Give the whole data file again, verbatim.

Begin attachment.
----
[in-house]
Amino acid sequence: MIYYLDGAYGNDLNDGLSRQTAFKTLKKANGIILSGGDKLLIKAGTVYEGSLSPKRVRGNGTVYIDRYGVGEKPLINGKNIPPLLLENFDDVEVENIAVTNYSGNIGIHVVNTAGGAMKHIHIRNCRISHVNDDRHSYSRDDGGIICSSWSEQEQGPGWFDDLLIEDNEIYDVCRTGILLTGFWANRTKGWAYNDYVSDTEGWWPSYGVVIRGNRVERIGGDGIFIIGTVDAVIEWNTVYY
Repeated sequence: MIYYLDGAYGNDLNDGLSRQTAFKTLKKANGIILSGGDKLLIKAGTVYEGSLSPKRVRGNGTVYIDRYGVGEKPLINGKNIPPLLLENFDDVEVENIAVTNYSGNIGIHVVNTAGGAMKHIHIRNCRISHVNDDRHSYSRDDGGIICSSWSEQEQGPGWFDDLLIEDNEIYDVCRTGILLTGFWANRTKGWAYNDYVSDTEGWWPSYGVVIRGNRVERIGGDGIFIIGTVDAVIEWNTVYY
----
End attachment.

[in-house]
Amino acid sequence: MIYYLDGAYGNDLNDGLSRQTAFKTLKKANGIILSGGDKLLIKAGTVYEGSLSPKRVRGNGTVYIDRYGVGEKPLINGKNIPPLLLENFDDVEVENIAVTNYSGNIGIHVVNTAGGAMKHIHIRNCRISHVNDDRHSYSRDDGGIICSSWSEQEQGPGWFDDLLIEDNEIYDVCRTGILLTGFWANRTKGWAYNDYVSDTEGWWPSYGVVIRGNRVERIGGDGIFIIGTVDAVIEWNTVYY
Repeated sequence: MIYYLDGAYGNDLNDGLSRQTAFKTLKKANGIILSGGDKLLIKAGTVYEGSLSPKRVRGNGTVYIDRYGVGEKPLINGKNIPPLLLENFDDVEVENIAVTNYSGNIGIHVVNTAGGAMKHIHIRNCRISHVNDDRHSYSRDDGGIICSSWSEQEQGPGWFDDLLIEDNEIYDVCRTGILLTGFWANRTKGWAYNDYVSDTEGWWPSYGVVIRGNRVERIGGDGIFIIGTVDAVIEWNTVYY